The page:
EXCLUSIVE | Video: Walk through Rolling Acres Mall one final time

November 2016: Watch drone footage as it flies through the abandoned Rolling Acres Mall in Akron. Demolition has started on the former popular shopping haven.

AKRON, Ohio -- What was once considered a destination, now sits a vacant property plagued with graffiti, broken glass and leftover memories.

Now, there’s a new chapter for the former Rolling Acres Mall on Romig Road in Akron as crews have started a more than three-month demolition project to tear it down.

Channel 3 News was given the opportunity to get an exclusive look inside the memory-filled mall Tuesday morning before it's gone forever.

In the photo gallery below, we have 180 images from inside Rolling Acres Mall as captured on Tuesday, Nov. 1, 2016 (app users can see all the photos HERE).

We streamed video live on Facebook for nearly two hours as thousands of you joined the conversation, sharing your fondest recollections. You can watch the entire Facebook live walking tour below (mobile users WATCH HERE). We had viewers as far away as Australia with their eyes fixed on our live video, which is one of WKYC's most popular ever.

The 55-acre property is now in the hands of the city of Akron after several failed attempts at a sheriff’s sale. The mall, which opened in 1975, slowly deteriorated after more than 25 years thriving in the Akron community.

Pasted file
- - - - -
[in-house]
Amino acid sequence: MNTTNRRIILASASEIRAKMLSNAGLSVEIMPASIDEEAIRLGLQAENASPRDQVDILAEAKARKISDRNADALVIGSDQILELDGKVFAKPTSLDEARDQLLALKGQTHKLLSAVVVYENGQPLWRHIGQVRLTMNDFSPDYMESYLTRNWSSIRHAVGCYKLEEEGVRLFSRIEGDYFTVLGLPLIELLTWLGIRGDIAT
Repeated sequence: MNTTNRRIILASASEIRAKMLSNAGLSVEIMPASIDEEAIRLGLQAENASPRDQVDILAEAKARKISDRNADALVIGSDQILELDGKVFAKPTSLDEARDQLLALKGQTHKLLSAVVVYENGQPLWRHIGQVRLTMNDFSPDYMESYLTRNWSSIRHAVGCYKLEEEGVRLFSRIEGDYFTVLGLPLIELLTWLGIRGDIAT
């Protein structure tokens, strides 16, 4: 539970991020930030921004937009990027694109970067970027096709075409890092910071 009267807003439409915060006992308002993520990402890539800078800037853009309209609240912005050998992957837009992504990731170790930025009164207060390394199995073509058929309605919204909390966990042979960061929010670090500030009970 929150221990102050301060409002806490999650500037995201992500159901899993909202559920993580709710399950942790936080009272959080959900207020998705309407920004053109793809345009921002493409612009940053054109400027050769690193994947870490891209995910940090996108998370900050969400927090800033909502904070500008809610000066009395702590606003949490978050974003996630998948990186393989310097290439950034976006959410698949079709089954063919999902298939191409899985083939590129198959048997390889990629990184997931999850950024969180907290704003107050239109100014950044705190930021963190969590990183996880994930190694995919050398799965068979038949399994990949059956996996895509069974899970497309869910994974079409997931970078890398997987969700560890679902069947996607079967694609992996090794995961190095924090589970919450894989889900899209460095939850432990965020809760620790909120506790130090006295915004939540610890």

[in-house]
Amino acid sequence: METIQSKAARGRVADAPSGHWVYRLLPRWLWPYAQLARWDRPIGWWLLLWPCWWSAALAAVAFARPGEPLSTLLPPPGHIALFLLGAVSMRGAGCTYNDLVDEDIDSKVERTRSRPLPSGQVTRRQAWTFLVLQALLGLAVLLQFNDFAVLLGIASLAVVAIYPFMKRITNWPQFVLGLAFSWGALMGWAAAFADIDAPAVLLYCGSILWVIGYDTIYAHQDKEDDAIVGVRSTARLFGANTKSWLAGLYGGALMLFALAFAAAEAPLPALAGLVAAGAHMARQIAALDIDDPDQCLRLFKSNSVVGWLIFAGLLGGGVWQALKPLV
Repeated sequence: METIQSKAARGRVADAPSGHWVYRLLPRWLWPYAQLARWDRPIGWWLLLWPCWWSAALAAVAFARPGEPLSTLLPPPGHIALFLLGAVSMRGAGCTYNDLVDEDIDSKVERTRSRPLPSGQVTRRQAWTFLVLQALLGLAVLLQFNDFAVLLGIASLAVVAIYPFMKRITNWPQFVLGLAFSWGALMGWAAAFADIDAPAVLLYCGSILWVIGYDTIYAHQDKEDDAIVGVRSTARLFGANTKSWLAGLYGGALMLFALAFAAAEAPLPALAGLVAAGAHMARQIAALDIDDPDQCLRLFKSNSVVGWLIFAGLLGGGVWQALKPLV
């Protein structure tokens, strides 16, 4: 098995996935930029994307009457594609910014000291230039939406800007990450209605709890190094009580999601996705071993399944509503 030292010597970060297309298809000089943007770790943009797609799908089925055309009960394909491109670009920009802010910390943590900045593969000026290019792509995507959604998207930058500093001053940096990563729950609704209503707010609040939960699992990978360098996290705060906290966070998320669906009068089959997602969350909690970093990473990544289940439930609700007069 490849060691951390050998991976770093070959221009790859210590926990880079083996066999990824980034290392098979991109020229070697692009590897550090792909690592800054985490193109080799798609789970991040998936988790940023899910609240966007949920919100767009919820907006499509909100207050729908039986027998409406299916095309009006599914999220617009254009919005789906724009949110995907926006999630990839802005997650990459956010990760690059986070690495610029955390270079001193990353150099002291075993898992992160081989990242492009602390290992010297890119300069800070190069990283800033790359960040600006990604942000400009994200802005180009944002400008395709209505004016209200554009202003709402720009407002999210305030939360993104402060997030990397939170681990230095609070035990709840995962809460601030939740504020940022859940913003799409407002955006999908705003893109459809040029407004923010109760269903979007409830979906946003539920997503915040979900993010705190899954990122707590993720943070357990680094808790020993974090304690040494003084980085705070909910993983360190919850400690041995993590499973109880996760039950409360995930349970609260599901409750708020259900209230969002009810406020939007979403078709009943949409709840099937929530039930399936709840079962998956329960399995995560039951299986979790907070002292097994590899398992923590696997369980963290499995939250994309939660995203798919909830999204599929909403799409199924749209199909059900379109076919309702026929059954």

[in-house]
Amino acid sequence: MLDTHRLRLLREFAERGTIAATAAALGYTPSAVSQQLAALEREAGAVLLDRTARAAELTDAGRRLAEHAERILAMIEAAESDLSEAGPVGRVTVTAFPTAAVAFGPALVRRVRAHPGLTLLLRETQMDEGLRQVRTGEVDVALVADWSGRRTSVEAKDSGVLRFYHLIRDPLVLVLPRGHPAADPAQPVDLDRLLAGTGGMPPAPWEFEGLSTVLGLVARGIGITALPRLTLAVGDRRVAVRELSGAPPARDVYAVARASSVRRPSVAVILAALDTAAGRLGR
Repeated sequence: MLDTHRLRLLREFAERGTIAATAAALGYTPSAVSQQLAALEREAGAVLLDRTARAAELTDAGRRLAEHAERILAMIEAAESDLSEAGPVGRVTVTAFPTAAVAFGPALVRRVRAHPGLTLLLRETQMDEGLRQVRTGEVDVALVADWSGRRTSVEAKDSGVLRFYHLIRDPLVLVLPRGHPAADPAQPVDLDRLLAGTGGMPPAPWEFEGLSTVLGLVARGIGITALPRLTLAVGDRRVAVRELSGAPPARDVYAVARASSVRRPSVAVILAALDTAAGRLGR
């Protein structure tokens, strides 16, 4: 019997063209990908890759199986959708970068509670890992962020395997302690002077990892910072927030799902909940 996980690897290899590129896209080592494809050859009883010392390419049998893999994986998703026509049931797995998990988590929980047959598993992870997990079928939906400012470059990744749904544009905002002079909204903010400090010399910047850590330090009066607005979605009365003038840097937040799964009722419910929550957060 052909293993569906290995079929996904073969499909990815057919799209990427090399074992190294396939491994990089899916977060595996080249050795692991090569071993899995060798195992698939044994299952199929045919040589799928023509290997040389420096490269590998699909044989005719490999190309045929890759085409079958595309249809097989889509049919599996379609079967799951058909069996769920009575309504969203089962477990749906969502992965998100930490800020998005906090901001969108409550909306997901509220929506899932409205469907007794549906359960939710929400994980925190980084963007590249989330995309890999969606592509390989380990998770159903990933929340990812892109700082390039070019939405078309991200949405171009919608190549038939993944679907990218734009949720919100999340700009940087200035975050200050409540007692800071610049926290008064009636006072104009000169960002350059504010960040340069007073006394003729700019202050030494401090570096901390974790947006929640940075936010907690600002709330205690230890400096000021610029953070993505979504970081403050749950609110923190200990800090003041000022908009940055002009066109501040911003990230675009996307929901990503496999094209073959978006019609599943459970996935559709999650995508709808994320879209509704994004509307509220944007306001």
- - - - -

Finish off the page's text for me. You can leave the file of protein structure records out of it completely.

It has been closed since 2008.

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Those who remember the time spent at the once-thriving mall can immediately recognize some of the most popular attractions and retail shops that gave Rolling Acres its unique character. One of the most recognized structures in the mall remains at the center -- the main fountain, laced with trash, debris and a few pennies. Those pennies symbolize the many wishes that were made with families and friends as they enjoyed each visit.

It was clear to see the slow deterioration of the mall when the fountain no longer flowed a steady stream of water. The chandelier that once stood above an escalator is left dangling with its decorative beads strewn across the floor beneath it.

Eslich Wrecking wants to be clear: This is an active demolition site, and the property is off limits. WKYC's visit was by invitation only to take our viewers down memory lane one final time.

What’s left of the vacant mall includes a handful of unanswered questions; what is next for the property?

At this point, Akron city officials have not released any updates on the future of the soon-to-be demolished site but are actively looking to fill it.

And what if you’re looking to grab an item from the mall to save a piece of Akron’s history? Maybe an old seat from the movie theater? Contact the Eslich Wrecking and Demolition Company to see if any items are salvageable and how you may obtain them.


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